Fourth, all proposals envisage introducing a border carbon adjustment alongside future free allocation. As the amount of free allowances will decline over time, a border carbon adjustment becomes increasingly relevant to compensate for the cost differences that an average trade-exposed European producer faces. These costs are based on the amount of extra allowances that said producer has to buy on the market. Importantly, none of the proposals would have requested importers to pay for the share of allowances allocated to an average trade-exposed European producer for free. Doing so would risk being considered a double benefit for European producers and thus discriminatory.

The proposals differ in terms of how they would have treated exports, with the 2007 Future Allowance Import Requirement  proposal expressly setting out a procedure to issue allowances to exporters, and the 2009 non-paper declaring that treatment of exports should be decided after further study. Favouring exports under a border carbon adjustment incurs a heightened risk under international trade law (Mehling et al. 2019). Possibly in recognition of this risk, the 2016/2019 non-paper abandoned the inclusion of exports.

Lastly, an amendment to the EU emissions trading system directive proposed in the European Parliament in 2016 and the 2019 non-paper recognises the importance of a robust process, calling for an impact assessment including stakeholder consultations and a feasibility study. While it does not set out who would be invited to participate in such consultations, WTO case law has highlighted the need to ensure fair, transparent and inclusive negotiations with affected countries prior to implementing environmentally motivated trade restrictions. Hence, the elaboration of a ‘carbon border tax’ should include early notification of EU trade partners, and ensure a deliberative and open process.

Looking forward

The relevant legal framework and past proposals on border carbon adjustments in the EU reveal clues about the legal form, the sectoral coverage, and the calculation basis of a potential ‘carbon border tax’.

Despite its designation as a ‘tax’, it is most likely to be implemented through an extension of the EU emissions trading system rather than a newly created tax. And it will probably be rolled out in stages, starting with a small subset of energy-intensive sectors that have limited trade exposure, such as cement, before being potentially expanded. Administrative challenges, such as a need to ascertain the exact carbon content of imported products, can be avoided by relying on sectoral averages in Europe, thereby also limiting the risk of discrimination of trade partners.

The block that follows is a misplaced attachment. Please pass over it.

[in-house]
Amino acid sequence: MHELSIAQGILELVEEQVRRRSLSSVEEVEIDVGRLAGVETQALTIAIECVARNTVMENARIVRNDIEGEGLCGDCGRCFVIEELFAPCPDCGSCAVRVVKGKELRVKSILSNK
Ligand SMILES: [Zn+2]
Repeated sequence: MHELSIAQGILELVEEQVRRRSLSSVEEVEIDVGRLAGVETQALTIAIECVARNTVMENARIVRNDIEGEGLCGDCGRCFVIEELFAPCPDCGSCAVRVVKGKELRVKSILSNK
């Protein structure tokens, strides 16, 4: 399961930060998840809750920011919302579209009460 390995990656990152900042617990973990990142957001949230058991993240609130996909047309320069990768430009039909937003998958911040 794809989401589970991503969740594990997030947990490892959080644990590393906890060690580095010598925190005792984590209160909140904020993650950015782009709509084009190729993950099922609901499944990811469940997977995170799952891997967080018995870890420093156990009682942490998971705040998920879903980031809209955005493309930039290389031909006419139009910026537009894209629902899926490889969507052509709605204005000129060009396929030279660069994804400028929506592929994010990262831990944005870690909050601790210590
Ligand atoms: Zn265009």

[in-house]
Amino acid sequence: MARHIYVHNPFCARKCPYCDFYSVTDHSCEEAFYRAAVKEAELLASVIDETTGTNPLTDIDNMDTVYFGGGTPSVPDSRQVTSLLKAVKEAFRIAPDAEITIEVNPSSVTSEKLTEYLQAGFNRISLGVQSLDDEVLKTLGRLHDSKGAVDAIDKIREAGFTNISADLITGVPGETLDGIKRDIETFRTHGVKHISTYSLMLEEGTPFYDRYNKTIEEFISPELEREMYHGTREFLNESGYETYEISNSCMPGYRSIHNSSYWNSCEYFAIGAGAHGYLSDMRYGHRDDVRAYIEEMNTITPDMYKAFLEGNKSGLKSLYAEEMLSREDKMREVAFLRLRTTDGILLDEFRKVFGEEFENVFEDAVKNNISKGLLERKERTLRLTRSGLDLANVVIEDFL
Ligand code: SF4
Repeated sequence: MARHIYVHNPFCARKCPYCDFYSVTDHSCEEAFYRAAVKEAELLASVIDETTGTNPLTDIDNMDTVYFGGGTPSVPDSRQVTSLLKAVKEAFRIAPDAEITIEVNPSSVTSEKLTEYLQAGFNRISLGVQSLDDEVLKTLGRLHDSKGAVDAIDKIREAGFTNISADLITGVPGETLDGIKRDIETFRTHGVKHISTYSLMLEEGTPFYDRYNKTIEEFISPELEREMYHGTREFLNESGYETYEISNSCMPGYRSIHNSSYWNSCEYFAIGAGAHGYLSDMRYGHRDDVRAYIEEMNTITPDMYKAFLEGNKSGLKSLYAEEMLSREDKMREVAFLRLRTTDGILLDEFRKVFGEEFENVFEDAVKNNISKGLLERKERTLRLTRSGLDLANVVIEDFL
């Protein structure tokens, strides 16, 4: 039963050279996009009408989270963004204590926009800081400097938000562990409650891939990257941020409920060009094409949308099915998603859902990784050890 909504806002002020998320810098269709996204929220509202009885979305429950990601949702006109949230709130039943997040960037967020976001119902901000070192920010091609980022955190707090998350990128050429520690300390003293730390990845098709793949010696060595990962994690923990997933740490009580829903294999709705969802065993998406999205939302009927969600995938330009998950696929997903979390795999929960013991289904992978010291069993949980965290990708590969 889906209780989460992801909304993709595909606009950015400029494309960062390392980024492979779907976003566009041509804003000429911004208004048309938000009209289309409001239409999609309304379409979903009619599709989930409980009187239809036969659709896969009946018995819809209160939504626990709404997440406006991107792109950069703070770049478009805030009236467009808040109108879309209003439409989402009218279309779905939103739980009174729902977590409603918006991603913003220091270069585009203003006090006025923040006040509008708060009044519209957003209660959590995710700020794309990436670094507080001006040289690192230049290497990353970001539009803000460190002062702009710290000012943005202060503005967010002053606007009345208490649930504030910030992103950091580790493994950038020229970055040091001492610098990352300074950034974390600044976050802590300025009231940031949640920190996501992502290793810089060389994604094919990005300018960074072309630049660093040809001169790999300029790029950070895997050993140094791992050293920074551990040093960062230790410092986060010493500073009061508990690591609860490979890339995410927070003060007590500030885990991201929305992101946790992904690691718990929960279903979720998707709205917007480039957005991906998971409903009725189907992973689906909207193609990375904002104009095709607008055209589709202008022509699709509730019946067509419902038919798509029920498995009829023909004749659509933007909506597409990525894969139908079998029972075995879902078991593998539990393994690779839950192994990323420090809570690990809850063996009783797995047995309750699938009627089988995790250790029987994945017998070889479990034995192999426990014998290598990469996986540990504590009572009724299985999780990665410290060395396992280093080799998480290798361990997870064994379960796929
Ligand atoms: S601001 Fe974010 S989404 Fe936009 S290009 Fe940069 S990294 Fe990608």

Not all features are equally straightforward, however. Aside from the possible exemption of least developed countries, past proposals have not established a reliable and legally robust approach to exempting trade partners based on the climate policies they have enacted. Likewise, no consistent approach to the treatment of European exports or the use of revenues is evident from earlier proposals, although legal parameters caution against according favourable treatment to exports, and support allocating revenues to climate finance for affected developing countries.

All past proposals share a common fate – they never came into effect. This speaks volumes about the political resistance against them. Concerns about disrupting trade relations and sensitive climate negotiations have stifled any advances to date. However, the political context has significantly evolved, and arguments that may have been valid some years ago no longer necessarily hold sway (Mehling et al. 2018). Instead, von der Leyen’s ‘European Green Deal’ will only strengthen pressure from domestic industries to shield them against carbon leakage in a world of uneven climate efforts.

Already, EU emissions trading system allowance prices have risen fivefold in barely two years, and influential industry players have begun warming to the idea of a border carbon adjustment. The prospect of losing freely allocated allowances may prompt initial resistance in some sectors, and may argue for the gradual approach. Free allocation is set to phase out over the next decade, increasing the costs for industry just as Europe begins to gear up for climate neutrality by mid-century.

It remains to be seen how quickly the new Commission can introduce a ‘carbon border tax’. Without a concrete mandate in the EU emissions trading system allowance  directive to elaborate a border carbon adjustment, new legislation or an amendment will be necessary. It will therefore likely take several years before a ‘carbon border tax’ can be rolled out. Such a long timeline would allow for a deliberate and inclusive process consistent with WTO rules. Moreover, just announcing such a measure could already help advance gridlocked negotiations and spur climate laggards into action. And that would be the best of outcomes – a world in which climate efforts are no longer as uneven, obviating the need for unilateral trade measures in the first place.